ESR prepress abstract  -  DOI:

Habitat use and site fidelity of neonate and juvenile green sawfish Pristis zijsron in a nursery area in Western Australia

David L. Morgan*, Brendan C. Ebner, Mark G. Allen, Adrian C. Gleiss, Stephen J. Beatty, Jeff M. Whitty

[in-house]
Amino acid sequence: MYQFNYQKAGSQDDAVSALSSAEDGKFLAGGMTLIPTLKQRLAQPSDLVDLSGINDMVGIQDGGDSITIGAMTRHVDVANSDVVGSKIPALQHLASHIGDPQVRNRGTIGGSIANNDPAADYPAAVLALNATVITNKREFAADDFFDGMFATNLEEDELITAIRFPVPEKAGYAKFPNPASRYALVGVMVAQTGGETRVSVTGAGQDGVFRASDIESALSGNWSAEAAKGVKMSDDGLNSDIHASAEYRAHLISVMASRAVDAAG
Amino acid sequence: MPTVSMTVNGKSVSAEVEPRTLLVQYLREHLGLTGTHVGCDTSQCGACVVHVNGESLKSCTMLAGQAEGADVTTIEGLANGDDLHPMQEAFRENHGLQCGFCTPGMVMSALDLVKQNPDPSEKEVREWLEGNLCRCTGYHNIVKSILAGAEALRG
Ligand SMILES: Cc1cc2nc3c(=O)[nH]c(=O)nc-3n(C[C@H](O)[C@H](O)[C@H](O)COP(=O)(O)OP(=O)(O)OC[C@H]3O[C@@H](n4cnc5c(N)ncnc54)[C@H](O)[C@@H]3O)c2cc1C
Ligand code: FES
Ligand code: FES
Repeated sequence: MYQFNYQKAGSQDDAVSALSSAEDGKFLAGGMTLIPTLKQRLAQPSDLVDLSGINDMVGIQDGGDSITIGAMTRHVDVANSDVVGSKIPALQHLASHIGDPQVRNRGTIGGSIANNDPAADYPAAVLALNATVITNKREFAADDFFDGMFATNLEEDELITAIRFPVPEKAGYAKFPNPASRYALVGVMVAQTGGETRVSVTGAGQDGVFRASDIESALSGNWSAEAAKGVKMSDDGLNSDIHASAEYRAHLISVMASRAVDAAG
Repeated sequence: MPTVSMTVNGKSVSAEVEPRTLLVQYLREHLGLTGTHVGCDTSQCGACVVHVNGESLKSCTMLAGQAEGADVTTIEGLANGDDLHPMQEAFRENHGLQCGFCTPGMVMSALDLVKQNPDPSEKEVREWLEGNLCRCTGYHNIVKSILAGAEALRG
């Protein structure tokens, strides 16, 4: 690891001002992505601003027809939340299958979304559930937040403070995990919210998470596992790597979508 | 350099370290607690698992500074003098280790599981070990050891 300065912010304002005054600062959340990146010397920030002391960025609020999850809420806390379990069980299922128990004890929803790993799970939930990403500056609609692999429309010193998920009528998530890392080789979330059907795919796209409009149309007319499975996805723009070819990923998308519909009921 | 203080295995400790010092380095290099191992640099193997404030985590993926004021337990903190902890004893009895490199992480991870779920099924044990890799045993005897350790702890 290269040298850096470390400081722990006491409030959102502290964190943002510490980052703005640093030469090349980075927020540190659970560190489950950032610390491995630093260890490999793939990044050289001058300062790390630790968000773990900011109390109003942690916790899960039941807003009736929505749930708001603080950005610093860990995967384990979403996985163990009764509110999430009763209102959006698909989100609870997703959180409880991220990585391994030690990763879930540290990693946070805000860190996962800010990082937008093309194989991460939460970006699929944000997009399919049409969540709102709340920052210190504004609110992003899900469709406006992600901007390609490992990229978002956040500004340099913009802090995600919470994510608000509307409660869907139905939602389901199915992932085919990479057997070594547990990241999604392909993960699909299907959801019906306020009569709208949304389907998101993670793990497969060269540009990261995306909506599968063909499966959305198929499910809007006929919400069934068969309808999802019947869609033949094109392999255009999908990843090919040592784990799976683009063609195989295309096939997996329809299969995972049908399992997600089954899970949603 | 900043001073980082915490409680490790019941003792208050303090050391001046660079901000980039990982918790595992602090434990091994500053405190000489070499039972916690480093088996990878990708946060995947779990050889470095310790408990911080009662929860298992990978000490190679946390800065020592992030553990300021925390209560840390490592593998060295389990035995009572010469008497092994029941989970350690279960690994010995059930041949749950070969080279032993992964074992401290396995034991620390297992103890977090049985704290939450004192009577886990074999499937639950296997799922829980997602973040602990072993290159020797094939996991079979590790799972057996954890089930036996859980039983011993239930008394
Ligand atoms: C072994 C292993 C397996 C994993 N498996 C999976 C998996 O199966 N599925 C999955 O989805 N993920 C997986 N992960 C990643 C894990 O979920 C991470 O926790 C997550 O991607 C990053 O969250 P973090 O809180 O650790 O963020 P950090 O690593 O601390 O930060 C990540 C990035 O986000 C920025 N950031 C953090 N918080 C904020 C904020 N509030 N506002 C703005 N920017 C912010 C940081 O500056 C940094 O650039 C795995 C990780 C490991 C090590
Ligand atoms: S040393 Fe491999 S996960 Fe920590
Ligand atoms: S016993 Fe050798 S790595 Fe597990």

ABSTRACT: The largest of the sawfishes is the Critically Endangered green sawfish Pristis zijsron, a species believed to have undergone a major decline (38%) in extent of occurrence. Conservation efforts are hampered by the lack of information on the habitat requirements of this species. Passive acoustic telemetry documented the movement patterns of 37 juvenile P. zijsron (<3000 mm total length) in a recently discovered nursery area in a remote Pilbara estuary and adjacent mangrove creeks in Western Australia. All age classes had a high site fidelity near the mouth of a river (<700 m upstream) or in the adjacent tidal mangrove creeks. Neonates stayed close to the river mouth for several months, with movement increasing with growth. For larger individuals, movement between the river mouth or creeks and nearshore coastal habitats was largely tidally driven with nearshore coastal habitats used during low tide and protected tidal waters (mangrove creeks) used during high tide. Emigration from the river estuary appeared to be influenced by increases in freshwater discharge and high turbidity brought on by cyclonic rainfall events. The high relative abundance and site fidelity of multiple age classes of P. zijsron over multiple years suggests that the study area provides important nursery habitats for the species. Additionally, the localised movements of juveniles suggest that this population may be sensitive to disturbances within these habitats. Given the significance of this region for P. zijsron, it is imperative to focus conservation efforts here to ensure that the population remains in a relatively healthy condition.